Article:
Researchers discovered that patients’ breathing reserve at peak exercise was not associated with disease outcomes in idiopathic pulmonary arterial hypertension (IPAH), as published in the International Journal of Cardiology Congenital Heart Disease.

In contrast, they found an association between breathing reserve >30% at peak exercise and improved survival rates in patients with Eisenmenger syndrome (EIS).

“Reduced [breathing reserve] did not predict survival in patients with IPAH, although the follow-up duration was shorter in the IPAH group [when compared to EIS group],” they said.


Continue Reading

Read more about PAH types

Half of the patients with EIS and 33.3% of the patients with IPAH had breathing reserves of ≤30% at peak exercise (P =.047). Patients with EIS who had breathing reserves >30% showed superior 10-year transplant-free survival rates and lower risks of mortality when compared to those with breathing reserves ≤30%.

Breathing reserve at peak exercise was measured during cardiopulmonary exercise testing. The study enrolled 50 patients in each group (ie, IPAH and EIS). Patients in the IPAH group were older and had higher peak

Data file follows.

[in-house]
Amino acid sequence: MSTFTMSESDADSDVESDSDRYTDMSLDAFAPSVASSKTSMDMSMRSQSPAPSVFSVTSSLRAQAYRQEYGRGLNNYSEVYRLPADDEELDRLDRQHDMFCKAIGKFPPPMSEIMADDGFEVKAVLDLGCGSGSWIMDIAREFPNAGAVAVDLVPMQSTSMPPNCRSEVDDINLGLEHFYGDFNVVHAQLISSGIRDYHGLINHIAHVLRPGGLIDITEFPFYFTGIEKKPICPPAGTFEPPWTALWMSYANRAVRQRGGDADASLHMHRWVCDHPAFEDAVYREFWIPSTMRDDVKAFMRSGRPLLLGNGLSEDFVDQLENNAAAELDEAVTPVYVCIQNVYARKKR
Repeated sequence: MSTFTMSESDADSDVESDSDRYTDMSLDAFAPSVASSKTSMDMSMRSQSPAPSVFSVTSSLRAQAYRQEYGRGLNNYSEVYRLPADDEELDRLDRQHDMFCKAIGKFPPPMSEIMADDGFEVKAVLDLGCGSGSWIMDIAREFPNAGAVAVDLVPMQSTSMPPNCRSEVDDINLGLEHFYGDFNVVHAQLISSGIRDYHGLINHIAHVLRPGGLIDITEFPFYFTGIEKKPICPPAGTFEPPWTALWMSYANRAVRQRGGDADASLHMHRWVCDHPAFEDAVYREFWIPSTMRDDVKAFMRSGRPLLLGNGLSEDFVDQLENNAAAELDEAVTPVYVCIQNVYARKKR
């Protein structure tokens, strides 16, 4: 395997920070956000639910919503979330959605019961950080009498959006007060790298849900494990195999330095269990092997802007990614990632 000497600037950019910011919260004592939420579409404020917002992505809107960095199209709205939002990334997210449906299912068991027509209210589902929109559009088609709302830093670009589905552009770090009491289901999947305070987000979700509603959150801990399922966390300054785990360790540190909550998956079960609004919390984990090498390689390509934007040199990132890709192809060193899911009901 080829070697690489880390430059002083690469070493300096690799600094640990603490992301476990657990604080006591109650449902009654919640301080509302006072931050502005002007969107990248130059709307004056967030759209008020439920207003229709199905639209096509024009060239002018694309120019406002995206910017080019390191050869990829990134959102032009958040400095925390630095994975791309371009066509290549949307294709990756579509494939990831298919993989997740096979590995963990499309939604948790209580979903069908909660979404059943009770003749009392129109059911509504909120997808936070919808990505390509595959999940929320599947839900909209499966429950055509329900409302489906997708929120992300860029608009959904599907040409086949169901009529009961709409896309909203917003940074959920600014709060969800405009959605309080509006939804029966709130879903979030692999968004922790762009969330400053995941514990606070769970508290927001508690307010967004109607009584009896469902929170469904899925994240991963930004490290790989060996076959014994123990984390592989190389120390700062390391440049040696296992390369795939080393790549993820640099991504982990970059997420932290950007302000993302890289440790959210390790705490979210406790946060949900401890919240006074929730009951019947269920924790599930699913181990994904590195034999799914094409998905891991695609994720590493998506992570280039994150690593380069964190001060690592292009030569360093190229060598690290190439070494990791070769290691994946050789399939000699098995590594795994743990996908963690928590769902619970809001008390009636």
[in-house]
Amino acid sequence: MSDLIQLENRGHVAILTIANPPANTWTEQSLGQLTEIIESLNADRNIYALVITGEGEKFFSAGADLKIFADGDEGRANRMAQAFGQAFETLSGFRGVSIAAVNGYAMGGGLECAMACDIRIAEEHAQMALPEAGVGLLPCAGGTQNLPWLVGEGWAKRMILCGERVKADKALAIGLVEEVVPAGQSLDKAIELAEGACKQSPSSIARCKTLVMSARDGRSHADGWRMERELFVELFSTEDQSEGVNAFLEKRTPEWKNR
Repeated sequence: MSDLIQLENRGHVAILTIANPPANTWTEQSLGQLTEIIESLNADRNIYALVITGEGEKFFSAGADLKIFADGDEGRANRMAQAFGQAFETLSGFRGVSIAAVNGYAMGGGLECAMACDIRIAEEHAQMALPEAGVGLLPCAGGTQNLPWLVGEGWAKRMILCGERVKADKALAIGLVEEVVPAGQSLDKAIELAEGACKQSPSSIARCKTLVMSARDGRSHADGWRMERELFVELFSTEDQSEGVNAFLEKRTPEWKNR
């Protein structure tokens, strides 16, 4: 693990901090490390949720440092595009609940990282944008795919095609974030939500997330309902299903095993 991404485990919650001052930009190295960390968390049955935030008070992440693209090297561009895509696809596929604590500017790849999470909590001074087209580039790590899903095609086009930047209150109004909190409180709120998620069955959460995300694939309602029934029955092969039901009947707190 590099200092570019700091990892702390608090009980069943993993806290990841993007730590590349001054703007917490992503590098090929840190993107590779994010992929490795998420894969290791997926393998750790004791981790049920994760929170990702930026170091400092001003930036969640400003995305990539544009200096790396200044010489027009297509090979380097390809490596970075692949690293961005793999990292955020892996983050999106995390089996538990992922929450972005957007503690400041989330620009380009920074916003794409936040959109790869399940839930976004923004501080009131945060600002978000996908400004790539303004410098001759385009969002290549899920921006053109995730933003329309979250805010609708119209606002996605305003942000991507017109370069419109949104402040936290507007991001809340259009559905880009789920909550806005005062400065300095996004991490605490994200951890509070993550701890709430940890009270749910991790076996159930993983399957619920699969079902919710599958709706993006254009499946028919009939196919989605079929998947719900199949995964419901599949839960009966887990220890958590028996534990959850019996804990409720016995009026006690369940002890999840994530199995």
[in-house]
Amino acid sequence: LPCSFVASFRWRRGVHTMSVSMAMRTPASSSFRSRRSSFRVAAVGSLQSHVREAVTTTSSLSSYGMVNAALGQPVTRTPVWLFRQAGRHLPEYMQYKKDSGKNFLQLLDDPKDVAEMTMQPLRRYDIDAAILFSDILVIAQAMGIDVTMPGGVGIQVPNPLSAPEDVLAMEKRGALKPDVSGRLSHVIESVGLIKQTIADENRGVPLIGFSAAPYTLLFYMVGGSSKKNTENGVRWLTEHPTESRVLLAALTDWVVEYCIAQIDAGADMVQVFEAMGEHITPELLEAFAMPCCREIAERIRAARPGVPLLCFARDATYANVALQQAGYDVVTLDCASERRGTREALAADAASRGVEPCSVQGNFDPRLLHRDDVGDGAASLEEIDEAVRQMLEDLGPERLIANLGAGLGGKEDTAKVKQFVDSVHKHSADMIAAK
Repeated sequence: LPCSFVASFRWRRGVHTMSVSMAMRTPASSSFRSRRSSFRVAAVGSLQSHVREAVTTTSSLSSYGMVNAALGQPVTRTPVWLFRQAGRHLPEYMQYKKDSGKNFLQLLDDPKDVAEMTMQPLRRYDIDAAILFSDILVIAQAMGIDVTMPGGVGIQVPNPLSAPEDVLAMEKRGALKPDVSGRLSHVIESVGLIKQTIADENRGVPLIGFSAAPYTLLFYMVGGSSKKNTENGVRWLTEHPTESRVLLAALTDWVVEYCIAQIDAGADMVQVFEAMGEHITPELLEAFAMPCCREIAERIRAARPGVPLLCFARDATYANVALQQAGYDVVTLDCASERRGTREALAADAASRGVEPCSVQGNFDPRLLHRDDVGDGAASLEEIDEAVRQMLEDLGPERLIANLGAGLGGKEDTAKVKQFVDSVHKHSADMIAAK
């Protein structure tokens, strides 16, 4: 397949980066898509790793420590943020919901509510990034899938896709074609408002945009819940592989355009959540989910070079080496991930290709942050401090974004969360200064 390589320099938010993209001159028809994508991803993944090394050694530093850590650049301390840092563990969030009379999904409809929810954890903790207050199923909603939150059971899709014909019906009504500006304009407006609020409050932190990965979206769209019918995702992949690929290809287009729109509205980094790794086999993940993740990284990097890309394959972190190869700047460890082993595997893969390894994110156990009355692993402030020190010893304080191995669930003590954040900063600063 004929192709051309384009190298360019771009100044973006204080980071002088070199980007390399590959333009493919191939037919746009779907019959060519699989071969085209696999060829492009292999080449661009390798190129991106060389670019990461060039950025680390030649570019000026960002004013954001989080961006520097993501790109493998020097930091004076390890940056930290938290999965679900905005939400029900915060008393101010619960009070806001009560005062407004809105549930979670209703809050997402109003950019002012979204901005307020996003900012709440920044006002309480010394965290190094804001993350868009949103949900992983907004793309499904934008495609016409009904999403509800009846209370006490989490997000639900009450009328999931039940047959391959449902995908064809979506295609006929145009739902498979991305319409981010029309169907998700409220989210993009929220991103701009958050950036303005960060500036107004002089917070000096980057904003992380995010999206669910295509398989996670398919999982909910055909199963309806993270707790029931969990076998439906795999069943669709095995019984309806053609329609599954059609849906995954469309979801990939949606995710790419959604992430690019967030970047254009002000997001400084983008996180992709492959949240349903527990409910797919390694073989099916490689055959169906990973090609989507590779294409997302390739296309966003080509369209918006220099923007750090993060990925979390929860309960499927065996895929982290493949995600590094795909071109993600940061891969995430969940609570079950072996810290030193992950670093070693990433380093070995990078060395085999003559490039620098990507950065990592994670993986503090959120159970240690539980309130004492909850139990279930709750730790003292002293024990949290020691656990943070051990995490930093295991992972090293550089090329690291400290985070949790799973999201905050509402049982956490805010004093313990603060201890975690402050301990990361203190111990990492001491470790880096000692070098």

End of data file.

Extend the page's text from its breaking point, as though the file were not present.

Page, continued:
oxygen uptakes than those in the EIS group. Also, all patients were on advanced pulmonary vasodilator therapies for PAH.

Since the available follow-up duration in patients with IPAH was shorter than in the EIS group, the authors believe the long-term prognostic value of breathing reserve could not be accurately measured in the former group.

Moreover, they recognized difficulties in determining the impact of advanced pulmonary vasodilator therapies on the results obtained due to the heterogeneity of treatment approaches used in patients from each group.

Reference

Samaranayake CB, McNiven R, Kempny A, et al. Exercise ventilatory reserve predicts survival in adult congenital heart disease associated pulmonary arterial hypertension with Eisenmenger physiology. Int J Cardiol Congenit Hear Dis. Published online January 13, 2022. doi:10.1016/j.ijcchd.2022.100331